Trace Fossils of the Glacial to Postglacial Transition in the El Imperial Formation (Upper Carboniferous), San Rafael Basin, Argentina
Published:January 01, 2007
Pablo J. Pazos, Mercedes Di Pasquo, Cecilia R. Amenabar, 2007. "Trace Fossils of the Glacial to Postglacial Transition in the El Imperial Formation (Upper Carboniferous), San Rafael Basin, Argentina", Sediment–Organism Interactions: A Multifaceted Ichnology, Richard G. Bromley, Luis A. Buatois, Gabriela Mángano, Jorge F. Genise, Ricardo N. Melchor
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This paper reports the first ichnologic investigation in the San Rafael Basin, carried out in the glacial to postglacial transition, recorded in the El Imperial Formation at the Rio Atuel canyon. Following previous published stratigraphic schemes, three units were recognized in the field, but the upper one is ichnologically sterile and not studied in this paper. The lower unit shows evidence of glacial influence but lacks marine indicators and was deposited in a shallow paleovalley. Almost exclusively, the ichnofossils include locomotion traces produced by arthropods (Diplichnites and Diplopodichnus) or molluscs (Archaeonassa). Palynomorphs are terrestrial and show evidence of intense transport and deterioration. The middle unit contains a more varied range of ethologic categories: pascichnia (e.g., Mermia, Gordia, Cochlichnus), repichnia (e.g., Paganzichnus, Diplopodichnus, Didymaulichnus, Diplichnites, Undichna), and fodinichnia (e.g., Treptichnus) documented in transgressive deposits that record the glacial retreat and early postglacial interval. Many previous detailed studies carried out in contemporary successions of the basins of western Argentina have been the object of intense debate about the marine or nonmarine nature of these successions. In the middle unit, ichnofossils occur together with palynomorphs that show degradation and pyritization and contain scarce acritarchs suggesting brackish-water rather than fresh-water conditions in a fjord depositional system.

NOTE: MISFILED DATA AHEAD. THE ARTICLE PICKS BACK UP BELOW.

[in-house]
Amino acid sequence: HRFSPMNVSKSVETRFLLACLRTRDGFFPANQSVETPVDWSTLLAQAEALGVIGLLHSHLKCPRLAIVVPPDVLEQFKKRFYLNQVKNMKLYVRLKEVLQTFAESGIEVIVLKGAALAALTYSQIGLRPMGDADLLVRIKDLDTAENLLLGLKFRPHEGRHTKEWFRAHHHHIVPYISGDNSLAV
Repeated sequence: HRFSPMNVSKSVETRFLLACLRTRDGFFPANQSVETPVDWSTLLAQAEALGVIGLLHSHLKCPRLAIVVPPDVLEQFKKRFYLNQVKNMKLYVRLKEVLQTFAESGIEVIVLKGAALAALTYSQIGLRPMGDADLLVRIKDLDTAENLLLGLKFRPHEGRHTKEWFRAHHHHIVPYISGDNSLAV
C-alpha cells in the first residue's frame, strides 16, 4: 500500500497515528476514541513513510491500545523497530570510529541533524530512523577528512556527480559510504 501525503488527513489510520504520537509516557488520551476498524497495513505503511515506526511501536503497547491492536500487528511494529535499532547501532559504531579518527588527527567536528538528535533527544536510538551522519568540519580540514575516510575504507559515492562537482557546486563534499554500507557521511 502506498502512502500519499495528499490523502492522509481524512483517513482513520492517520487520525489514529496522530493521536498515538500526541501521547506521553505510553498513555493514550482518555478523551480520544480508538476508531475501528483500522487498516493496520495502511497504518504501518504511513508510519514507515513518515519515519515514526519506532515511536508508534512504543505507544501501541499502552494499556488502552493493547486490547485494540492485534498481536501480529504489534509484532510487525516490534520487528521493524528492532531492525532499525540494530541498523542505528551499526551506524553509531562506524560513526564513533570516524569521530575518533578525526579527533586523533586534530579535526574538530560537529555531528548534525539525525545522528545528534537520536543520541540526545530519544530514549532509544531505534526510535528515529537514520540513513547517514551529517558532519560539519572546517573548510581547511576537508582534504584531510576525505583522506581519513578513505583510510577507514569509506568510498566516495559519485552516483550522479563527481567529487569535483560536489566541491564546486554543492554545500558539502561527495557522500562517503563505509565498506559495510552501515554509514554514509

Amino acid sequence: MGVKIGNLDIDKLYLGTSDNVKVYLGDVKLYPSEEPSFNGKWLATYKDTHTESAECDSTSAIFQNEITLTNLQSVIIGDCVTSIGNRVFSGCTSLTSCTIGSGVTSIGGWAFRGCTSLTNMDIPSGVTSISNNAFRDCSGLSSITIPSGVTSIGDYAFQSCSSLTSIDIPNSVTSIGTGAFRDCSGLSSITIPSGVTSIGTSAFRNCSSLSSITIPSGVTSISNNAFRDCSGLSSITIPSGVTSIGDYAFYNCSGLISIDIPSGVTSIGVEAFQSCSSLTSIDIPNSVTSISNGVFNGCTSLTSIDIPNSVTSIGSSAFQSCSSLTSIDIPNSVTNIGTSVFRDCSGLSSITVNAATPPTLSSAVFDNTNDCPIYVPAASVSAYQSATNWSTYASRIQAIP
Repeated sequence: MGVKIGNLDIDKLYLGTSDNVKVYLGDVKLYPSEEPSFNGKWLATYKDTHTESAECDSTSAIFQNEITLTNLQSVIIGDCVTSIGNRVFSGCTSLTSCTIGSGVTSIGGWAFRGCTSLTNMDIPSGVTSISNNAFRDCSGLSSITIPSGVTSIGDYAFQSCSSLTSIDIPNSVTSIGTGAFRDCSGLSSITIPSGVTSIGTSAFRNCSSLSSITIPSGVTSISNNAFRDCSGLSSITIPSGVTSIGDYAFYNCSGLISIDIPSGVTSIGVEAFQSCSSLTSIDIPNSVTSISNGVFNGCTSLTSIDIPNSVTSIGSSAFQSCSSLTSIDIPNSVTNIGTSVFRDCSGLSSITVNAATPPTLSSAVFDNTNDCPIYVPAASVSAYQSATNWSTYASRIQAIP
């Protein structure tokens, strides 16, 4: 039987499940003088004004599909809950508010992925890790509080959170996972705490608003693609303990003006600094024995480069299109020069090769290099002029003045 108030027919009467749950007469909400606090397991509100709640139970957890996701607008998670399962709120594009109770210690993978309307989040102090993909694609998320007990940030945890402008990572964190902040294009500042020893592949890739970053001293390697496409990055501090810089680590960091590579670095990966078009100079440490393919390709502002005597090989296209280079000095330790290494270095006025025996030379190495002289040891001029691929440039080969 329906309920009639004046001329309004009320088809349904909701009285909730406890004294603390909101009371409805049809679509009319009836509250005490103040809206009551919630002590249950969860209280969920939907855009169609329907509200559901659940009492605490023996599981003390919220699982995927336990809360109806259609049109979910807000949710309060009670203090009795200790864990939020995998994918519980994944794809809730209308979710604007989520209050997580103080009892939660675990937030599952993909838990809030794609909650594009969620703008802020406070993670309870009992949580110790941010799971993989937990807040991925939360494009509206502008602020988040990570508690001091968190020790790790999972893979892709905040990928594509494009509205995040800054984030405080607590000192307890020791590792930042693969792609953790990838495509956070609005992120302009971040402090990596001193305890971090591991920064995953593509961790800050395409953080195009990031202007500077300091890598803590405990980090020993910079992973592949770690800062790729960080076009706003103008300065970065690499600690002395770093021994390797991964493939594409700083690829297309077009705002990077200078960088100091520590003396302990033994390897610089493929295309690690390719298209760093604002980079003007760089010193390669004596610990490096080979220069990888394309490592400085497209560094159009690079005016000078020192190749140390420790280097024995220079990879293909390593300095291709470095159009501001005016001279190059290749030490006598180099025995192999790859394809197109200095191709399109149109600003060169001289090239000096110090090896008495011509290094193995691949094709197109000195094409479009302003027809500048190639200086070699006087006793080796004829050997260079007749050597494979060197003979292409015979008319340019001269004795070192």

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Sediment–Organism Interactions: A Multifaceted Ichnology
The field of Ichnology bridges the gap between the areas of paleontology and sedimentology, but has connections to many subdisciplines within these areas. Biogenic structures record the behavior of their tracemakers and provide valuable information in paleoecologic and paleoenvironmental analysis. As in situ ethologic structures, trace fossils or ichnofossils yield valuable insights into the paleoecology of ancient benthic communities and the environmental dynamics of depositional systems. Ichnology is truly a multifaceted field, and a broad selection of its facets is represented in the 28 papers of this volume. The papers are the product of Ichnia 2004, the First International Congress on Ichnology, convened by Jorge F. Genise and held from 19 to 23 April 2004 at the Museo Paleontológico Egidio Feruglio in Trelew, Patagonia, Argentina. Seven papers connected with the congress, containing ichnotaxonomy, were published separately, in Ichnos, volume 13, issue 4. Several symposium volumes, books, and short-course notes have been published in recent years and ichnology can be considered a particularly active research area in steady growth. The 28 papers herein are arranged in five groups that reveal the broad scope of ichnology.